Weaver's Week 2007-12-23

Weaver's Week Index


A big finals week

"It's a brilliant experience!"

In this week: Countdown | Junior Mastermind | University Challenge | The rest of the news


Image:Countdown vorderman 1982 square.jpg

In the final week of qualifiers, Lynn Collier and Nigel Fisher both scored a win. Jason Cullen carries his bat over to the new year; he's currently on four wins, 357 points.

QF1: Mikey Lear (8th seed, 7 wins, 680) lost to Craig Beevers (1st, 8 wins, 907), 106-69

"Let's get the humdinger under way," suggests Blowers in Dictionary Corner. Mikey has certainly come in a humdinger of a shirt, bright green with what looks like a parrot on it. Straight away, Craig shows his form, DEMONISE is a winner. Honours even through two difficult rounds, but Mikey blobs on the final letters round to fall 15 behind. A fairly easy three-large numbers game ensures Craig's lead is 36-21 at the anecdote, wondering why his mobile blower blows at Blowers.

Craig comes back in round seven with HARPOONS, then CAPSTONE in the next round puts him over thirty points clear, and EXOTIC is his third winner in as many rounds. Both contestants score the maximum on what struck us as a very difficult numbers game, and Craig's advantage is 73-36 at the intermission. Des suggests that Mikey might wish to change his shirt, suggesting it looks like a golf course from the air. Leaves, that's what the design is! A seven and two eights each in the letters, and Mikey's face when he correctly offers GERMINAL is a sight; Alison Heard in Dictionary Corner confirms that EMAILING is also acceptable. Eight points in the last letters round takes Craig past 1000 points for the series so far. A final numbers game adds to both scores, the conundrum (CABINETRY, when solved) eludes both players and the entire studio audience, and Craig has won by 106-69.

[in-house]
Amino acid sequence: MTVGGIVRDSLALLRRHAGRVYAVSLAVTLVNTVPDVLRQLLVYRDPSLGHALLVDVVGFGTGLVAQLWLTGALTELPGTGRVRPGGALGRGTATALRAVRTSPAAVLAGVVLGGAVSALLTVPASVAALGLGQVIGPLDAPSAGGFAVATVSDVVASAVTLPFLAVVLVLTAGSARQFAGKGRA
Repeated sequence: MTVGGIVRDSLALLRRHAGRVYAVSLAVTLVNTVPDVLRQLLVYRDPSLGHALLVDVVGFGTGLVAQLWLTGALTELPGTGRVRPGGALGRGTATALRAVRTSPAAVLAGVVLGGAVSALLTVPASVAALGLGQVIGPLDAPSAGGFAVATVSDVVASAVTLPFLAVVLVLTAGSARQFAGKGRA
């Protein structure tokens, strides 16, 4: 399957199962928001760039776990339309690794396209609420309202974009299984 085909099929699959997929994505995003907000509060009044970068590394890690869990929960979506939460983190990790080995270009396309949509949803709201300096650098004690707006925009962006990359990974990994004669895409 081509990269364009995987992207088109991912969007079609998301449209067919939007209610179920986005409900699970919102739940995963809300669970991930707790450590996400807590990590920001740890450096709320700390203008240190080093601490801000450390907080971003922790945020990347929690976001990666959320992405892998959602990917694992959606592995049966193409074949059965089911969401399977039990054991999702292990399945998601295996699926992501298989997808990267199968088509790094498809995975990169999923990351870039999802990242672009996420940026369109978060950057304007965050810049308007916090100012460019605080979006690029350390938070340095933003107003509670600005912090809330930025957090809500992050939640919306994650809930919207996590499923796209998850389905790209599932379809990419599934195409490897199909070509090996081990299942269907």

QF2: Steve Baines (7th, 7 wins, 758) beat James Hurrell (2nd, 8 wins, 838), 100-83

The introductions are interrupted by a mobile telephone ringing; it's Henry Blofeld's, and we suspect that he won't be back on Monday. The first split comes in a tricky round two, NICELY does it for Steve. The anagrams ATOMISER and AMORTISE run up the scores in round three, but the first-half letters are a rum set. A more simple numbers game leaves the scores 36-30 in James's favour at the anecdote.

Steve comes out with HOMAGE, another winner in a very tricky round; James comes back with INCISED in the next round after Steve uses a letter twice, but James still trails by five. A six-small selection turns out to be simple, ensuring that Steve's advantage at the break is 65-60. In honour of our guest, FIELDERS gives points for both players, then James goes into the lead with ANTINODE; it's an anagram of the more usual ANOINTED. Both offer LETTERS in the last letters round, but it's Steve who moves ahead after solving another six-small numbers game. Steve takes the conundrum as well, wrapping up a 100-83 victory. As we rather suspected, both players were on good form, and it was a cracking little game.